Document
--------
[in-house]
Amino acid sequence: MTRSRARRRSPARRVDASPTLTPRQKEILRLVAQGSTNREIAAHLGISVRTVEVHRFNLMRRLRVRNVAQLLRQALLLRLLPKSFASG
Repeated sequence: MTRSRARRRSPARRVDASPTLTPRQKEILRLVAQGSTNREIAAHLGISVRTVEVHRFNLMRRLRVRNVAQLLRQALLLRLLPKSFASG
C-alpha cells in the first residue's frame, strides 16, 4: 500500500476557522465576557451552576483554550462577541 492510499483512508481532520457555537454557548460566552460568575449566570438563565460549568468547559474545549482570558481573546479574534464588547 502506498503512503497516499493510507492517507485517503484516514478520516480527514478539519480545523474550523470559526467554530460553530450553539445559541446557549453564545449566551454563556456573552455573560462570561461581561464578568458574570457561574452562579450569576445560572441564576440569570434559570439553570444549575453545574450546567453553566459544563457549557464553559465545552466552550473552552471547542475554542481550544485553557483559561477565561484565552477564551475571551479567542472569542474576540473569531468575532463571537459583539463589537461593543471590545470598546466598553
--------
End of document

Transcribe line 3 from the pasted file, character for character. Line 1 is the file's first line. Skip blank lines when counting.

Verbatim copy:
Repeated sequence: MTRSRARRRSPARRVDASPTLTPRQKEILRLVAQGSTNREIAAHLGISVRTVEVHRFNLMRRLRVRNVAQLLRQALLLRLLPKSFASG